If you let your left arm lead, you can hit any shot with any club at any point in your round. Caution…curves ahead!
Patrick James Miller
By Edited by David DeNunzio
Friday, March 16, 2018

Getting your lead arm in the correct position on the downswing is critical to bringing your shot-shaping skills to life. In fact, the path that your lead arm travels into impact determines how the ball will fly. Learning to command that path is your main objective. And just as you would for any great performance, you need to rehearse. No biggie. A single range session can get you on track. Here's what to do.


To practice drawing the ball, lay one club on the ground pointing down your target line. Place another club inside that line and angle it about 30 degrees right of the target (as in the first position shown in the image above). Stand with your toes along the target line, then take the club back and start down. When you get about halfway through your downswing, your lead arm should be inside your toes and parallel to the angled club. (Check that the shaft is also running up your trailing forearm). This shallow, inside-out path can't help but produce a draw.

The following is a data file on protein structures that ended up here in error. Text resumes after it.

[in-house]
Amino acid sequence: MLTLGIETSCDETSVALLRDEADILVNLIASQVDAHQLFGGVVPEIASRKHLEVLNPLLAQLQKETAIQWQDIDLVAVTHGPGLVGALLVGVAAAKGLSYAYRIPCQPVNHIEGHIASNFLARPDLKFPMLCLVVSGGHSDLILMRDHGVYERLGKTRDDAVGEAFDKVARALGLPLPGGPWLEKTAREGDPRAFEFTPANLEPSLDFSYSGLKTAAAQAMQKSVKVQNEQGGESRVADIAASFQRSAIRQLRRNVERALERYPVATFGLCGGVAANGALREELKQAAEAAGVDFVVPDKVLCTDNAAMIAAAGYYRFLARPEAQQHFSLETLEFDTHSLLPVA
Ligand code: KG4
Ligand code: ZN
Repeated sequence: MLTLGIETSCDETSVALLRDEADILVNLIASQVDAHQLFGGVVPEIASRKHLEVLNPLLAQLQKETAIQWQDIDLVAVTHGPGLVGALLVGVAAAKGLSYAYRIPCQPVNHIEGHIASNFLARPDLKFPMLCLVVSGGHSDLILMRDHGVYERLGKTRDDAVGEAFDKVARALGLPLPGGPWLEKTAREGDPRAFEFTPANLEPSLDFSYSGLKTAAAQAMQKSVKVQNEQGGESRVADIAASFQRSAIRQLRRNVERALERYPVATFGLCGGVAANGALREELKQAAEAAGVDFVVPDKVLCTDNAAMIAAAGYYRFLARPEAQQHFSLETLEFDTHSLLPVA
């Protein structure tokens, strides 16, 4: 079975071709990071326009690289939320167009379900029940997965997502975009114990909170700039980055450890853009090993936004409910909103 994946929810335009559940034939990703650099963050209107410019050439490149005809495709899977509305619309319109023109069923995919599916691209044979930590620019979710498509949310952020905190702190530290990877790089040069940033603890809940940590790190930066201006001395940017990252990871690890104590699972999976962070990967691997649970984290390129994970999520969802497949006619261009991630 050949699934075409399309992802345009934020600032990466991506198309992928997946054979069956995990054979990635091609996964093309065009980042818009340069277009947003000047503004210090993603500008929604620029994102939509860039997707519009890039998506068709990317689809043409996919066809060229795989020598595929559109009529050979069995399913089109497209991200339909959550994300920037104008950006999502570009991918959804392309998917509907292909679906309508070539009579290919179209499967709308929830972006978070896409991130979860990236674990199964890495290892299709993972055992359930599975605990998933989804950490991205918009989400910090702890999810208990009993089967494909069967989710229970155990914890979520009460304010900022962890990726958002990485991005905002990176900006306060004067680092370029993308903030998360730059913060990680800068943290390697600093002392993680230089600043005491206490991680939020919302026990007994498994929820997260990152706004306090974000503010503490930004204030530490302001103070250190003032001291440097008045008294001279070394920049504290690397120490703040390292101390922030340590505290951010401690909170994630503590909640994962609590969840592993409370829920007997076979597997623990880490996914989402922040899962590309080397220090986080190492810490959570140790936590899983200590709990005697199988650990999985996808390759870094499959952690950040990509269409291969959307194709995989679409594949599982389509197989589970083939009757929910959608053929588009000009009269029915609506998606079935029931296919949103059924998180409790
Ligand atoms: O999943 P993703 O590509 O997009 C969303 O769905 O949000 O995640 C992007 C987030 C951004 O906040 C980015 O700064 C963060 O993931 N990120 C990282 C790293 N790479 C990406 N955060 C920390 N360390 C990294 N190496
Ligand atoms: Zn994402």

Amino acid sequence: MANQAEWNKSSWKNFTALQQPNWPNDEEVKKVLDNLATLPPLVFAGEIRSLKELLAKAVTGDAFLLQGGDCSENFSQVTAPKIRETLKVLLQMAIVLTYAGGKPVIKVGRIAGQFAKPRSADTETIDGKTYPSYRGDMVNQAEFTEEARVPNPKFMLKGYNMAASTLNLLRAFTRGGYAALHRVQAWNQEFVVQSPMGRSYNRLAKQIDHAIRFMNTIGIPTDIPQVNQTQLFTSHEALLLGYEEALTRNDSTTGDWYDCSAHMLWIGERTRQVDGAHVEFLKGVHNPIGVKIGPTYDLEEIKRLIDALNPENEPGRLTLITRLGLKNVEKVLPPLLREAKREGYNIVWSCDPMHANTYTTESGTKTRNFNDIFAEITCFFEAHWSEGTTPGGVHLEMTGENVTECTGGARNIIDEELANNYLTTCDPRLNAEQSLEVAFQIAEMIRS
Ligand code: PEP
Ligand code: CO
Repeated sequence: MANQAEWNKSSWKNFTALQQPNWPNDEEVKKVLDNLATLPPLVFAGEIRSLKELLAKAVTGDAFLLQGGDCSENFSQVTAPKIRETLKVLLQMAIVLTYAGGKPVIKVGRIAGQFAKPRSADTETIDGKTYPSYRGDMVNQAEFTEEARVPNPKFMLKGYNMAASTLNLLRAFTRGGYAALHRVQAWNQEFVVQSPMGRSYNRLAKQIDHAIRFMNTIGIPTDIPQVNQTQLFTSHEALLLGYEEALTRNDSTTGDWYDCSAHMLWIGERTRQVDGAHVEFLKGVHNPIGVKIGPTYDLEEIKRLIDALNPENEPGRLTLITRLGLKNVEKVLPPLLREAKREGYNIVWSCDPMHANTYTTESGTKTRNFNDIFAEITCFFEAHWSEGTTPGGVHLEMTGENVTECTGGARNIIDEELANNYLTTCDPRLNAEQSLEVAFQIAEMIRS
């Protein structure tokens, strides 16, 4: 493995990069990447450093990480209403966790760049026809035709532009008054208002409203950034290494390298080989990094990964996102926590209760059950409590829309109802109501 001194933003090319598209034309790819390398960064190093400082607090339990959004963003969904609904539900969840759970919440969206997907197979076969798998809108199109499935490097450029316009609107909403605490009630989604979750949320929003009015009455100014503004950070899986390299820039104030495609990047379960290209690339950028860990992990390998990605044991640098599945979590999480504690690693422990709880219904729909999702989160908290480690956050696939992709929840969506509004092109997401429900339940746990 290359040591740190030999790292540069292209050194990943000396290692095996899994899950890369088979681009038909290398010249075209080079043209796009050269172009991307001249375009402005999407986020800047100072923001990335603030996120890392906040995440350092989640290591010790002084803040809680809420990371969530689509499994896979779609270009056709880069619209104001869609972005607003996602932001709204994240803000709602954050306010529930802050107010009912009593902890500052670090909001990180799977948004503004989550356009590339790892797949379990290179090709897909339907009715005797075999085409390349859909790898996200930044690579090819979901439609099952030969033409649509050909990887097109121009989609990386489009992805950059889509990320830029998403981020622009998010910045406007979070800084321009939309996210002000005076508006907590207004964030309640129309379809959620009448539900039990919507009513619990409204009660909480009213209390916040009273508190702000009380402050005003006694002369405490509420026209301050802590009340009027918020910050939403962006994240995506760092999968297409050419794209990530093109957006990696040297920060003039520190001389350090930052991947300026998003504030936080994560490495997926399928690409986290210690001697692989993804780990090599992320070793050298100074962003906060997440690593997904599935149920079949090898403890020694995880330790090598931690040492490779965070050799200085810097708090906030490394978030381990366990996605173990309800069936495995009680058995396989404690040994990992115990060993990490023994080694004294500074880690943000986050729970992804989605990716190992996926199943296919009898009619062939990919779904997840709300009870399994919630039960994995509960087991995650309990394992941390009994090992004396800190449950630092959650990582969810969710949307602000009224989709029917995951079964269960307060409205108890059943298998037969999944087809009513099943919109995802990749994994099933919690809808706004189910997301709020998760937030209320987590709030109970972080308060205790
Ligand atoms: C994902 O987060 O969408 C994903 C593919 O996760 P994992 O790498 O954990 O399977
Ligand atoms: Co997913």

To practice fading the ball, do the opposite of the draw drill, angling the second club left of the target. Again, at mid-downswing, your left arm should match the angled club. If you do it right, the shaft will cut through your right shoulder. Thanks to this steeper, outside-in approach, the ball will curve right.


This is arguably the most elusive shot in golf. For this drill, set the second club parallel to the one that points at the target. Halfway down, your left arm should mimic the angle of these clubs. Check that the shaft is bisecting your right arm, with the butt end pointing directly at the ball-target line. Nail these positions, and you'll crush one that never leaves the target.

By Mark Blackburn, Greystone C.C., Birmingham, Ala.

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